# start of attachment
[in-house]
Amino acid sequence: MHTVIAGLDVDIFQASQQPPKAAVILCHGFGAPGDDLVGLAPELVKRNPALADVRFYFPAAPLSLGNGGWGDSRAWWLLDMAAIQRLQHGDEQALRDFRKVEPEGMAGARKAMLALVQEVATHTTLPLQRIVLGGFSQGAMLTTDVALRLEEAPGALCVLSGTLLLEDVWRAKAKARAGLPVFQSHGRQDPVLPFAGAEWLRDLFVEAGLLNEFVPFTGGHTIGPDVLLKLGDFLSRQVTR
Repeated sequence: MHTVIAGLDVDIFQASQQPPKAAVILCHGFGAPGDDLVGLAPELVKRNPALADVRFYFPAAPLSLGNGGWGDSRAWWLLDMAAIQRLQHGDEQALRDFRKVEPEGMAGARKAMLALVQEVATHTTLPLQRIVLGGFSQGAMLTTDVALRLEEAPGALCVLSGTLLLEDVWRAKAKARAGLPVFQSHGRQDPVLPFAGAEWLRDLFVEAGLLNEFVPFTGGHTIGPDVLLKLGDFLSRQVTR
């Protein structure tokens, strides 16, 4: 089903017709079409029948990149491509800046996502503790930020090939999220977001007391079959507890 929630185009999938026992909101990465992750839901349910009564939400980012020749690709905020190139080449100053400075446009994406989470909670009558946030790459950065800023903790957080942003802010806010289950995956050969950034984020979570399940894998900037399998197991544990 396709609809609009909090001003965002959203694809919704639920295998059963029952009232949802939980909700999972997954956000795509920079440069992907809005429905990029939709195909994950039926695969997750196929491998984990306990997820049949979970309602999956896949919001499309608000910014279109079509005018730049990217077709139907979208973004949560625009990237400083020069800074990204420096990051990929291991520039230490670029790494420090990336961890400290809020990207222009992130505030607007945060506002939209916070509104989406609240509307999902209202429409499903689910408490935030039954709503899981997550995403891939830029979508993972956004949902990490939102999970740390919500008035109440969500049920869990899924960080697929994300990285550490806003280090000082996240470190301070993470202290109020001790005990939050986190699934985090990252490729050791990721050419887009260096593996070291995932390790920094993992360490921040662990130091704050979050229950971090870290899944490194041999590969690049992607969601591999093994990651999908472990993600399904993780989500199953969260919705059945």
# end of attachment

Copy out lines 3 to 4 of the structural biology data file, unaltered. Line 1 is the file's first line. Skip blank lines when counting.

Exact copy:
Repeated sequence: MHTVIAGLDVDIFQASQQPPKAAVILCHGFGAPGDDLVGLAPELVKRNPALADVRFYFPAAPLSLGNGGWGDSRAWWLLDMAAIQRLQHGDEQALRDFRKVEPEGMAGARKAMLALVQEVATHTTLPLQRIVLGGFSQGAMLTTDVALRLEEAPGALCVLSGTLLLEDVWRAKAKARAGLPVFQSHGRQDPVLPFAGAEWLRDLFVEAGLLNEFVPFTGGHTIGPDVLLKLGDFLSRQVTR
């Protein structure tokens, strides 16, 4: 089903017709079409029948990149491509800046996502503790930020090939999220977001007391079959507890 929630185009999938026992909101990465992750839901349910009564939400980012020749690709905020190139080449100053400075446009994406989470909670009558946030790459950065800023903790957080942003802010806010289950995956050969950034984020979570399940894998900037399998197991544990 396709609809609009909090001003965002959203694809919704639920295998059963029952009232949802939980909700999972997954956000795509920079440069992907809005429905990029939709195909994950039926695969997750196929491998984990306990997820049949979970309602999956896949919001499309608000910014279109079509005018730049990217077709139907979208973004949560625009990237400083020069800074990204420096990051990929291991520039230490670029790494420090990336961890400290809020990207222009992130505030607007945060506002939209916070509104989406609240509307999902209202429409499903689910408490935030039954709503899981997550995403891939830029979508993972956004949902990490939102999970740390919500008035109440969500049920869990899924960080697929994300990285550490806003280090000082996240470190301070993470202290109020001790005990939050986190699934985090990252490729050791990721050419887009260096593996070291995932390790920094993992360490921040662990130091704050979050229950971090870290899944490194041999590969690049992607969601591999093994990651999908472990993600399904993780989500199953969260919705059945």